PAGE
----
Dejected and hurt by the lies, Jessi threw herself at Brian and he reciprocated.  Soon they were having an online affair (still no bodily contact).  Brian told his work colleagues about Thomas and Jessi, the 18 year old blond bombshell.  Brian was only telling the truth but Thomas did not like it.

Brian and Thomas were friends and work colleagues at a factory that built parts for hardware tools in small town America.  They knew each other, had beers together, shared a laugh and played poker on Friday night.

Brian is dead, murdered by Thomas, shot in the aforementioned utility.

Thomas is appealing a twenty year sentence for the murder of Brian.

Mary is living freely in small town America with her parents.  She plans to write a book about the dangers of the Internet.

Jessi no longer has anything to do with her mother.  Jessi is a real person whose identity was stolen.  She is the woman in the photo.  She is Mary Sheiler’s daughter.

This is a true story.

The documentary can be watched on ABC’s iView for the next two weeks.

Solitary animal mores

Supposing truth to be a woman – what? is the suspicion not well-founded that all philosophers, when they have been dogmatists, have had little understanding of women? that the gruesome earnestness, the clumsy importunity with which they have hitherto been in the habit of approaching truth have been inept and improper means for winning a wench?  Certainly she has not let herself be won – and today every kind of dogmatism stands sad and discouraged.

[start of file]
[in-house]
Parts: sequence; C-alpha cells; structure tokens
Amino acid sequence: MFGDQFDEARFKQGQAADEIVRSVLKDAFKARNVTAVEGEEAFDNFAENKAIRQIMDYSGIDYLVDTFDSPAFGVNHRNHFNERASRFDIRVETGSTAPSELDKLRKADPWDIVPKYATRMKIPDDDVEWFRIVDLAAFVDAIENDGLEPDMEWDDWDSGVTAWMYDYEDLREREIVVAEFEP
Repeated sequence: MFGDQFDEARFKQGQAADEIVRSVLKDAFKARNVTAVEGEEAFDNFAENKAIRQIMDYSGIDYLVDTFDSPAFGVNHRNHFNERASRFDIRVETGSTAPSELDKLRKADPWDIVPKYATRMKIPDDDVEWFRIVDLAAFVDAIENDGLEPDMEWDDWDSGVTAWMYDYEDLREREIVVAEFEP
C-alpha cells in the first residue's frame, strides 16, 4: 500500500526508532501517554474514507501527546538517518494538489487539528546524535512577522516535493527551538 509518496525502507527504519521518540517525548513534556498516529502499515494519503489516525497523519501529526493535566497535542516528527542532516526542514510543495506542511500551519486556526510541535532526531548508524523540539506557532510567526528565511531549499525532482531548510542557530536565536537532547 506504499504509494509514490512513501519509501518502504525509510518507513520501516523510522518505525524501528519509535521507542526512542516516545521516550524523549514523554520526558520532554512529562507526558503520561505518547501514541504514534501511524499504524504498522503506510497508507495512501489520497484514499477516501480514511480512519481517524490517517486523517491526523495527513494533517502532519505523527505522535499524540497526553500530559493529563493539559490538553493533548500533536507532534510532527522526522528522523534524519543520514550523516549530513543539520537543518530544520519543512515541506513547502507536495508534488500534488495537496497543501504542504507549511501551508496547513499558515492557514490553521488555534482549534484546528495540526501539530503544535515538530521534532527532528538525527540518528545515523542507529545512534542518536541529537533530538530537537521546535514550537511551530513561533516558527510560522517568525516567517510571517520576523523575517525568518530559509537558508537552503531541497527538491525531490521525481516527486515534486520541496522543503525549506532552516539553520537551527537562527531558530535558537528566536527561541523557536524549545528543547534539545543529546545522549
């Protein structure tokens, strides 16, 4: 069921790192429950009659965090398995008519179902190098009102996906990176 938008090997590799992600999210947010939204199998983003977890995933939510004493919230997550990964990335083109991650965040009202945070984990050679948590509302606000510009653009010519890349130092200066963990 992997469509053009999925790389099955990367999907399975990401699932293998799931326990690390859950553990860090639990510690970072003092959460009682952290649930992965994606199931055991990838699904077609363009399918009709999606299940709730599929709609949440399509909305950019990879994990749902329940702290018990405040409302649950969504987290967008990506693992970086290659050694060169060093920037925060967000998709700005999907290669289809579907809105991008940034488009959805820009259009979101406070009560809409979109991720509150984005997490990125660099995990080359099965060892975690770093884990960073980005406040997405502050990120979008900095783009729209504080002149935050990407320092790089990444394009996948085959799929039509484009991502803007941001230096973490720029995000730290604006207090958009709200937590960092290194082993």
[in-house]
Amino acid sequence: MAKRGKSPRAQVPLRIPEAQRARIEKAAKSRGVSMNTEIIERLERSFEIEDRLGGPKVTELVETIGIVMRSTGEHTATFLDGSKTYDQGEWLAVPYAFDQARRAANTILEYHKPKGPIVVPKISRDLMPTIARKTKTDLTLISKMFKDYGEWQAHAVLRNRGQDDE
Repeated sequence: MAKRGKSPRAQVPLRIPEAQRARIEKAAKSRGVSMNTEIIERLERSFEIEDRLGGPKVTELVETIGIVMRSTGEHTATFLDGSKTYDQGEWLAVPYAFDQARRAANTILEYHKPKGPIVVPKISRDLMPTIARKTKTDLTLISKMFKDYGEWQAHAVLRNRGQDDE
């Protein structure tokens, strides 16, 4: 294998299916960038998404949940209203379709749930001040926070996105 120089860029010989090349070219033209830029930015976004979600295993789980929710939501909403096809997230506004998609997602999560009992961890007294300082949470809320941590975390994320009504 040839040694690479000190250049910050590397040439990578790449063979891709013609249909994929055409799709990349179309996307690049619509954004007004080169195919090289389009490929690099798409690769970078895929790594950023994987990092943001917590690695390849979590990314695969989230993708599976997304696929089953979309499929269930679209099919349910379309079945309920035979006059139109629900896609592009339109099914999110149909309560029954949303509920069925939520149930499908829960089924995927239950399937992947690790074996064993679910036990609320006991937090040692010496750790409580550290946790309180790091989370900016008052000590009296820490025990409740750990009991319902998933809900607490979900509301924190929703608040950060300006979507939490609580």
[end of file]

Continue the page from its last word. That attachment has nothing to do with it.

Nietzsche, Preface to Beyond Good & Evil


Time is a landing field

The less time the society requires to produce wheat, cattle etc., the more time it wins for other production, material or mental. Just as in the case of an individual, the multiplicity of its development, its enjoyment and its activity depends on economisation of time. Economy of time, to this all economy ultimately reduces itself. (Marx, The Grundrisse)


Man or machine?

In modernity, I am emale would point to Descartes as one of the early pioneers of AI:

And yet what do I see from the window but hats and coats which may cover automatic machines?  Yet I judge these to be men.

The activity of the critical faculty is what constitutes a proof of the existence of men or machines for Descartes.  The evil genius can only be foiled by the safety of an interiority, impregnable and self-sufficient, an untouchable facility and resource – the human mind.

The future of mankind and technology is an old debate in history.  The dialogue in Plato’s Phaedrus between Thoth and Amon would be one of the first recorded instances of this debate.  Thoth has invented this tool called writing that will help people to remember.  Amon dismisses this technolgy, arguing (or telling – Amon is the king) that writing will in fact take away people faculty of memory as they learn to rely upon writing.